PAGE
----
• G.R. No. 174115, November 09, 2015 - PUNONGBAYAN AND ARAULLO (P&A), BENJAMIN R. PUNONGBAYAN., JOSE G. ARAULLO, GREGORIO S. NAVARRO, ALFREDO V. DAMIAN AND JESSIE C. CARPIO, Petitioners, v. ROBERTO PONCE LEPON, Respondent.

  • G.R. No. 189229, November 23, 2015 - REYNALDO NOBLADO, JIMMY ARAGON, ARTURO MALAYO, MARCIANO VICTORIA, ELINO DALANON, JOSE ESTRIL, DOMINGO MALUPENG, ALFREDIE RAYTA, ROMULO RECOMES, ADRIAN VERCELES, RUEL MAD RON A, RUBEN MIRAFUENTES, ARNULFO MALAYO, JAIME REMIAS, JELMER BEROLLA, EDIL CASTILLO, FELICIDAD ROSIMA, MITCHEL VICTORIA, DANIEL MALUPENG, ZOSIMO RANAS, ROSIETA RAYTA, RAFAEL TUMIMBANG, FLORENCIO VICTORIA, ERNESTO VICTORIA, CERIA ORTIZ, RAUL ADRA, AND VICENTE CUACHIN, SUBSTITUTED BY HIS LEGAL HEIRS, NAMELY: LILIA LORENO CUACHIN, NILO L. CUACHIN, LEONARDO L. CUACHIN, JUDITH L. CUACHIN, VILMA CUACHIN LLANZANA, ELVIE CUACHIN MANTES, CRISTINA CUACHIN SARCIA, LILIBETH CUACHIN BELORIA, AIDA CUACHIN MIRANDILLA, JULIET CUACHIN AWA, Petitioners, v. PRTNCESITA K. ALFONSO, Respondent.

  • G.R. No. 208842, November 10, 2015 - PEOPLE OF THE PHILIPPINES, Plaintiff-Appellee, v. REYNALDO SIMBULAN ARCEO, Accused-Appellant.

  • G.R. No. 162032, November 25, 2015 - RURAL BANK OF MALASIQUI, INC., Petitioner, v. ROMEO M. CERALDE AND EDUARDO M. CERALDE, JR., Respondent.

  • G.R. No. 175378, November 11, 2015 - MULTI-INTERNATIONAL BUSINESS DATA SYSTEM, INC., Petitioner, v. RUEL MARTINEZ, Respondent.

  • A.M. No. P-11-2992 (Formerly A.M. No. 11-8-156-RTC), November 09, 2015 - OFFICE OF THE COURT ADMINISTRATOR, Complainant, v. ROGER D. COREA, SHERIFF IV, REGIONAL TRIAL COURT, BRANCH 39, POLOMOLOK, SOUTH COTOBATO, Respondent.

  • G.R. No. 215471, November 23, 2015 - MARLOW NAVIGATION PHILIPPINES INC., MARLOW NAVIGATION CO. LTD./ CYPRUS, LIGAYA C. DELA CRUZ AND ANTONIO GALVEZ, JR., Petitioners, v. BRAULIO A. OSIAS, Respondent.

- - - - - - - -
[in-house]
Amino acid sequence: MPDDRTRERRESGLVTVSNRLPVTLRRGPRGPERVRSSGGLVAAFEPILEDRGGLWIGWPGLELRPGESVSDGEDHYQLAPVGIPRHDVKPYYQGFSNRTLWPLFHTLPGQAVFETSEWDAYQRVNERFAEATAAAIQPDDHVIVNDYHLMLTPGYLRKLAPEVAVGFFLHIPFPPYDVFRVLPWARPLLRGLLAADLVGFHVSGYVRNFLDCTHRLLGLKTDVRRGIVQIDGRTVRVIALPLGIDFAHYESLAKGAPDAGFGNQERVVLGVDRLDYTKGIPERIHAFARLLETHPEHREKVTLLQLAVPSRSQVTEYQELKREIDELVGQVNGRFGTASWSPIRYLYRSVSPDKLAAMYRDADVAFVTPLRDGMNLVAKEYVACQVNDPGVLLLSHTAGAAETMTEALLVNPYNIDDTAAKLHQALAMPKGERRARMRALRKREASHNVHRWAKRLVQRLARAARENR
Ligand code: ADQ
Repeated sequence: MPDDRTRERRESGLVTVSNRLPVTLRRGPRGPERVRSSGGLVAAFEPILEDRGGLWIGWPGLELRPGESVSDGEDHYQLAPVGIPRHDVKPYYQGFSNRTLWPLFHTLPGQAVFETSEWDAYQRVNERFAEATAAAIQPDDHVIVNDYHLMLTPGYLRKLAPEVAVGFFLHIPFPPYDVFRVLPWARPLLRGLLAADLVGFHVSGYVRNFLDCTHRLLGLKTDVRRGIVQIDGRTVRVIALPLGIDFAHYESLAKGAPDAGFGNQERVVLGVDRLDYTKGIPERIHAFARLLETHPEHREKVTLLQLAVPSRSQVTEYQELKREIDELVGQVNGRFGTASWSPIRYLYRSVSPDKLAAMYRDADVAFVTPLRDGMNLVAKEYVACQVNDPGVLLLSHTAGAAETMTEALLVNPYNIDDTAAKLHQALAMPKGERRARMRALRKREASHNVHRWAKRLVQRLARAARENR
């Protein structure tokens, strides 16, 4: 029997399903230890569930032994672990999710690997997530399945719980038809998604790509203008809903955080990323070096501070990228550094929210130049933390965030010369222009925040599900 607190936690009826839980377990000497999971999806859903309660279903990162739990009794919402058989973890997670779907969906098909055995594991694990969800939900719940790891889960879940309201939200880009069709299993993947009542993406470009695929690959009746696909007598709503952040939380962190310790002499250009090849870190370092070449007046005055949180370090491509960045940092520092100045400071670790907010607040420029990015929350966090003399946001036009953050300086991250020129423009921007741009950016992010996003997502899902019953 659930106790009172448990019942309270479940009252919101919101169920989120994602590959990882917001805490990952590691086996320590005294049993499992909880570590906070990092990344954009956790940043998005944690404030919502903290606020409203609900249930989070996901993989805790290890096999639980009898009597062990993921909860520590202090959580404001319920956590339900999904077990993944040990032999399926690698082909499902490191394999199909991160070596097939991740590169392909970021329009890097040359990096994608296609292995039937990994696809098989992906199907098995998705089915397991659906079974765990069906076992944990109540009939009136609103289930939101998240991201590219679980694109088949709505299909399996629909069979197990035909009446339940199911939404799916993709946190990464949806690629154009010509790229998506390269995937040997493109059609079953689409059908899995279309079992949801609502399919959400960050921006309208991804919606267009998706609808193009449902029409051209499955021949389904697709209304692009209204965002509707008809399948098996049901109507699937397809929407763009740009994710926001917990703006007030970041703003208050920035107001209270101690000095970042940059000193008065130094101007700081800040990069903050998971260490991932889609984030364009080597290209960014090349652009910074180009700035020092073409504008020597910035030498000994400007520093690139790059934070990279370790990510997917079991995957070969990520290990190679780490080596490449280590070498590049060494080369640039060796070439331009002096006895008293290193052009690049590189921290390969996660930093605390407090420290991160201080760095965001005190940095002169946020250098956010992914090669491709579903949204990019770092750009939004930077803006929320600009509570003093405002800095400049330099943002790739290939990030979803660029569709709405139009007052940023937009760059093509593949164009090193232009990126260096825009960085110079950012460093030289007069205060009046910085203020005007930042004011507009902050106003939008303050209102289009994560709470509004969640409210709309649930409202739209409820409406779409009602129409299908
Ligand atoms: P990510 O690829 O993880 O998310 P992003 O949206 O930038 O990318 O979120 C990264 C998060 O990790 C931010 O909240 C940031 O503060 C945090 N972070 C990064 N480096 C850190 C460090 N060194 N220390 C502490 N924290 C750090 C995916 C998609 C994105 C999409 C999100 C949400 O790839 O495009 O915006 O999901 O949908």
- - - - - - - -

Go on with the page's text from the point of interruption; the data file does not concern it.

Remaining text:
• G.R. No. 210603, November 25, 2015 - EDITHA B. SAGUIN AND LANI D. GRADO, Petitioners, v. PEOPLE OF THE PHILIPPINES, Respondent.

  • G.R. No. 209284, November 10, 2015 - RENEE B. TANCHULING, AND THE HEIRS OF VICENTE N. Y. TANCHULING, NAMELY REBECCA TANCHULING-TAN, RITA TANCHULING-MAPA, ROSEMARIE TANCHULING-SALINAS, AND VINCENT RAYMOND B. TANCHULING, Petitioners, v. SOTERO C. CANTELA, Respondent.

  • G.R. No. 206593, November 10, 2015 - PEOPLE OF THE PHILIPPINES, Plaintiff-Appellee, v. RAMONITO B. ASIGNAR, Accused-Appellant.

  • G.R. No. 213679, November 25, 2015 - JAY H. LICAYAN, Petitioner, v. SEACREST MARITIME MANAGEMENT, INC., CLIPPER FLEET MANAGEMENT, A/S AND/OR REDENTOR ANAYA, Respondent.

  • G.R. No. 192629, November 25, 2015 - FILINVEST LAND, INC., Petitioner, v. EDUARDO R. ADIA, LITO M. ADIGUE, CANDIDO M. AMPARO, MARINO S. AMPARO, RODOLFO S. AMPARO, FLORDELIZA L. ARIAS, BALBINO M. ATIENZA, PEDRO M. ATIENZA, DALMACIO C. AVANILLA, PASTOR M. AVANILLA, VENACIO P. BAUTISTA, RODOLFO S. BERGADO, ENRIQUE R. BRABANTE, EMMA D. BUBAN, JUANITO A. CANDARE, ROMEO O. CANDARE, ANTONIO M. CATAPANG, EDUARDO A. CATAPANG, GRACIANO C. CATAPANG, HERMINIO V. CATAPANG, JUANA P. CATAPANG, REYNALDO P. CATAPANG, ROMEO A. CATAPANG, RODOLFO A. CATAPANG, VICTORIANO A. CATAPANG, JUAN D. CENTOS, FERNANDO B. CERNETCHEZ, EDUARDO C. CREENCIA, ARNEL N. M. CREMA, REYNALDO B. CRISTAL, MOISES CUBCUBIN, DELSO POBLETO, SALVADOR M. DE LEON, MELQUIADES P. DESCALSO, GREGORIO P. DINO, ROBERTO L. DOMINO, CELSO R. ESCALLAR, ARMAND P. ESCUADRO, ELISA C. FELICIANO, PASTOR C. FERRER, ERLINDO M. FORMARAN, LEONARDO D. GARINO, RAFAEL R. GRANADO, ALMARIO IBANEZ, CASIMIRO P. IBANEZ, CEFERINO P. IBANEZ, MIGUEL V. IBANEZ, MONTANO V. IBANEZ, CESAR N. JECIEL, ALFREDO B. LAURENTE, EFIGENIA B. LAURENTE, CELSO C. MEDINA, EDUARDO A. PANGANIBAN, ROMEO C. PASCUA, DANILO L. PAULMINO, LAURO A. PEGA, LEONARDO M. PEREZ, FELIPE V. PETATE, LEONARDO V. PETATE, ESTANISLAO PORTO, MAXIMO D. PORTO, GREGORIO L. REYES, JOSE L. REYES, LEONARDO M. SALINGYAGA, DEMETRIO A. SALONGA, MANOLITO G. SORILLA, HERMOGENES L. TORRES, JUANITO M. TORRES, MARIANO B. TAGLE, MARIO D. TAGLE, AND SANCHO V. VILLA, Respondents.

  • G.R. No. 185058, November 09, 2015 - JOVITA S. MANALO, Petitioner, v. ATENEO DE NAGA UNIVERSITY, FR. JOEL TABORA AND MR. EDWIN BERNAL, Respondent.

  • G.R. No. 217380, November 23, 2015 - PEOPLE OF THE PHILIPPINES, Plaintiff-Appellee, v. EDUARDO CUESTA Y ASTORGA A.K.A BOYET CUBILLA Y QUINTANA, Accused-Appellant.